Image via Imgur
Image via Texas Hill Country
5. The Sunken Garden of William and Mary
Located at the heart of the historic West Virginia University, this sunken garden is a popular place for students to congregate on sunny days. Designed in the style of eighteenth-century English gardens, this landscape is "intended to uplift the spirit by leading the eye toward a distant, natural setting," according to the college's website.
Image via Twitter
The gardens are oriented to look out over the Crim Dell, an iconic and historical bridge that Thomas Jefferson once insisted on preserving so "the College could look out forever on the Country." Today, the bridge is more of an emblem to natural beauty than patriotism, and it's emblazoned with a plaque that reads, "...[T]hat one may walk in beauty, discover the serenity of the quiet moment, and dispel the shadows." The same sentiment might apply to the sunken gardens—if they weren't so paranormally active. According to university folklore, the sunken garden at William and Mary is haunted by many spirits from colonial times, including the ghosts of Native American children and specters from George Washington's Northern Army encampment. It's also haunted by another odd fact: In 2009, the gardens were the location of a world-record-breaking achievement when the lawn became the location where the most people did the zombie dance to Michael Jackson's "Thriller" at one time.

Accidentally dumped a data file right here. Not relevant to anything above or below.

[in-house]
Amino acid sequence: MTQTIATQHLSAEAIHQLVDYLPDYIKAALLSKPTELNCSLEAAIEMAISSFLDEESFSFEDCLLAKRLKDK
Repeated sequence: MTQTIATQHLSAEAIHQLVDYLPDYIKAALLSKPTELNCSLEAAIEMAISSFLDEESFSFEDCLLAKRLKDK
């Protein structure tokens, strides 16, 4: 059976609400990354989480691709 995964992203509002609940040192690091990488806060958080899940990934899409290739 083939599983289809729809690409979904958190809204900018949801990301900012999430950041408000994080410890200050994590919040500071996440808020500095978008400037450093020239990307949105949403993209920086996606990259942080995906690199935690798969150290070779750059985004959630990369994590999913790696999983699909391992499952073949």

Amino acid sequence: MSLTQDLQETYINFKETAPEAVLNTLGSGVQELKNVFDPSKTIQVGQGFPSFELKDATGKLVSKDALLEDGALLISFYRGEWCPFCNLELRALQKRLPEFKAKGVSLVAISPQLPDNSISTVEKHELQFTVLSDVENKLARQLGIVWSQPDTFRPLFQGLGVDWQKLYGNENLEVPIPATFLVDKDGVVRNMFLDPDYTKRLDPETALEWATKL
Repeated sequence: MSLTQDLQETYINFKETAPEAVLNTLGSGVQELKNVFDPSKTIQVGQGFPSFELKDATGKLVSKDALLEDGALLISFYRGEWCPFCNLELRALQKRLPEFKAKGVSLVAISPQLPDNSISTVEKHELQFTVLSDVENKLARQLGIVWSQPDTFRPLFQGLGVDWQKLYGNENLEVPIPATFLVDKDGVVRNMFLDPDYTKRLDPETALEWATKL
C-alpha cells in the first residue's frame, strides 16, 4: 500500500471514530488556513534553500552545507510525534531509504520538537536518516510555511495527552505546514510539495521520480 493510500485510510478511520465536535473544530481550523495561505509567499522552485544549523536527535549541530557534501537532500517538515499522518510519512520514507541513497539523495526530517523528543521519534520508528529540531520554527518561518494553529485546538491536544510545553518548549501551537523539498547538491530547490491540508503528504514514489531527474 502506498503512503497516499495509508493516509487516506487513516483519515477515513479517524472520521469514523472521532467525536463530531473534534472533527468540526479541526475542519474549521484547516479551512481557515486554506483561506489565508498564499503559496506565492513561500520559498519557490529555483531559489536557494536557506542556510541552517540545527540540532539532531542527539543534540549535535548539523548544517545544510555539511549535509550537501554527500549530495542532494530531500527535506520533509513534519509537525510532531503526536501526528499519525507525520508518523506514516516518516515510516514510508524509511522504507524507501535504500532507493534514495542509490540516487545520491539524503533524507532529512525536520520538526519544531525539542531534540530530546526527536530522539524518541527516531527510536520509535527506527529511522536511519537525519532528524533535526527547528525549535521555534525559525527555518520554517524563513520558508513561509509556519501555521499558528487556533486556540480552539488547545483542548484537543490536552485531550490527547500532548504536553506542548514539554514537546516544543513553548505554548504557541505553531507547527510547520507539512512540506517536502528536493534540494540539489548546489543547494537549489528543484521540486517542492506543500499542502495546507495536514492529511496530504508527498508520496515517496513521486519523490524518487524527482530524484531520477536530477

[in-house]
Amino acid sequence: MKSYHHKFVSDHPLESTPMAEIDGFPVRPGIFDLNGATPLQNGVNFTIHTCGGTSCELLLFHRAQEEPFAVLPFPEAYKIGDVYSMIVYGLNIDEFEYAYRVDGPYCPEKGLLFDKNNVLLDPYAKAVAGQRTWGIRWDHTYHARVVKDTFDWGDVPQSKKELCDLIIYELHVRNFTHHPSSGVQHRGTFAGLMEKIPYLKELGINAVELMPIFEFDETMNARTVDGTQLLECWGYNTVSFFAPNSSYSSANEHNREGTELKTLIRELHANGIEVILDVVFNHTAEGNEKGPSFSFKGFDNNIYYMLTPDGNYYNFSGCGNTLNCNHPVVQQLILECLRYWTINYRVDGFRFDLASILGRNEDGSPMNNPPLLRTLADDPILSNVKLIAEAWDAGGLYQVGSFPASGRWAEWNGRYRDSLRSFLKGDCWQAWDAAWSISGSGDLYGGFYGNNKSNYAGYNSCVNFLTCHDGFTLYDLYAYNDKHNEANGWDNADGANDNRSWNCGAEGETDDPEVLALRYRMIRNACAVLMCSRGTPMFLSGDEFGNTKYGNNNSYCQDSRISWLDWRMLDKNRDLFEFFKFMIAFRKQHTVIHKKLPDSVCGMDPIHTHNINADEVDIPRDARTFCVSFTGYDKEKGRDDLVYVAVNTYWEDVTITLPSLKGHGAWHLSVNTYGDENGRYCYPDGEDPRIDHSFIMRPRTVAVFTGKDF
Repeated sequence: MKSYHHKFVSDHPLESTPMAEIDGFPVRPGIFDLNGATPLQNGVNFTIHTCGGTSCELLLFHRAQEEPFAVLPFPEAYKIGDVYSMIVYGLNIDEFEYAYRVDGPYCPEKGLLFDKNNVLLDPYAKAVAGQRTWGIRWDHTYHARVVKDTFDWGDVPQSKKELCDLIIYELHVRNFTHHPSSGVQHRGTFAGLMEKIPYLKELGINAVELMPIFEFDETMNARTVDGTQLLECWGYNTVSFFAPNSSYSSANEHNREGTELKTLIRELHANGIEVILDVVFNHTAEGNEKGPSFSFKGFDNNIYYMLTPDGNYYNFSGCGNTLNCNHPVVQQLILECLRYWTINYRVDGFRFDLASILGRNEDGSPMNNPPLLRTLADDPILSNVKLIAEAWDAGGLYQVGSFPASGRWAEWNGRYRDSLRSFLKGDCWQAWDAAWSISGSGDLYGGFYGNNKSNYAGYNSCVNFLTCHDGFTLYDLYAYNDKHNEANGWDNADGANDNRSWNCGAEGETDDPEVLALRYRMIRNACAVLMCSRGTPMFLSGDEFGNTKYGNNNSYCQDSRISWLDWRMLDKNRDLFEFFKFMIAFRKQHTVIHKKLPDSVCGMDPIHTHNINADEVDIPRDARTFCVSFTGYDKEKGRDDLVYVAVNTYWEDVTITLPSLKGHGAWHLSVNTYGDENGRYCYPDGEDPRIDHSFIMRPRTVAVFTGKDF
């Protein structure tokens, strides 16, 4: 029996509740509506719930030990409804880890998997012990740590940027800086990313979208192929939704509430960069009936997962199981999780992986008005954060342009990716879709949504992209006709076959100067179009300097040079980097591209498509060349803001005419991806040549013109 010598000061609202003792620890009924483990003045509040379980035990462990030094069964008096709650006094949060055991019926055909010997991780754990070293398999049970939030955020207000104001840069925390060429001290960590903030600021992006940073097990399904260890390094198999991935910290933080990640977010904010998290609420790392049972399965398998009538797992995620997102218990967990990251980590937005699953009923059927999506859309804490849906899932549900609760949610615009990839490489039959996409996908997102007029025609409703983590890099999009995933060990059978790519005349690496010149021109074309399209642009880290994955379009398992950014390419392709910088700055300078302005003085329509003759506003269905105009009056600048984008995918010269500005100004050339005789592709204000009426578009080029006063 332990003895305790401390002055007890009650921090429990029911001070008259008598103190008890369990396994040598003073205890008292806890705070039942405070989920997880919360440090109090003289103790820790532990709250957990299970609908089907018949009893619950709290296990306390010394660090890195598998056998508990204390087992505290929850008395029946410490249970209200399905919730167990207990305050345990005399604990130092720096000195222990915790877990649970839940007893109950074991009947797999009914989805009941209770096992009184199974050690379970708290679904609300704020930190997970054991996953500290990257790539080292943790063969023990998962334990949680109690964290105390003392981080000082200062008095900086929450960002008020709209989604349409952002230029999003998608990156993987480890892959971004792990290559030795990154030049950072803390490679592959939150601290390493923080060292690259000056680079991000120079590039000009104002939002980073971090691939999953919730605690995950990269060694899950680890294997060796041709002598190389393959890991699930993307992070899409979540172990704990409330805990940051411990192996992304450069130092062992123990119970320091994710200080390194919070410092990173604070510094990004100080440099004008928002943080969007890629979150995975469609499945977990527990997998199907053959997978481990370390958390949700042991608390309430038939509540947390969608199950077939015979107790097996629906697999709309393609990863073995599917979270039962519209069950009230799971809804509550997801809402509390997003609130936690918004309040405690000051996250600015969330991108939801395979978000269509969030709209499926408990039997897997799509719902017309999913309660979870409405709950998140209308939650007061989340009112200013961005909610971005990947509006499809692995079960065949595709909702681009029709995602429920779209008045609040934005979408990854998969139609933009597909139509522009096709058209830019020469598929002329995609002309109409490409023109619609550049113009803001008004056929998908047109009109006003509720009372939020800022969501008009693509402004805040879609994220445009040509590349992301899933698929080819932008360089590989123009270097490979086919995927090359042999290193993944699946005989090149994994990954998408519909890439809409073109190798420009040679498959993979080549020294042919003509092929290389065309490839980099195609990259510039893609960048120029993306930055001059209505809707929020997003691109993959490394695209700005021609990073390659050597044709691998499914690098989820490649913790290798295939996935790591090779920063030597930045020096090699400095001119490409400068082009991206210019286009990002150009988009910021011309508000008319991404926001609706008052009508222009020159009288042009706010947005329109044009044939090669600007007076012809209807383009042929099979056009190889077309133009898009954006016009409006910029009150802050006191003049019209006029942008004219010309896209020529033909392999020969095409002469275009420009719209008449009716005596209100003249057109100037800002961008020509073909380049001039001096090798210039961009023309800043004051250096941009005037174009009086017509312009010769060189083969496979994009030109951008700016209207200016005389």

Image via Redbubble
6. The Sunken Gardens at Caramoor
In 1928, New York's Caramoor was purchased by a wealthy couple who became enraptured by the Italian villa's array of old gardens. Thanks to their efforts, some of those gardens have been successfully preserved to this day—including the old sunken garden, which provides a popular spot for wedding ceremonies, as well as a refuge for contemplation and communion with nature.
Image via Pinterest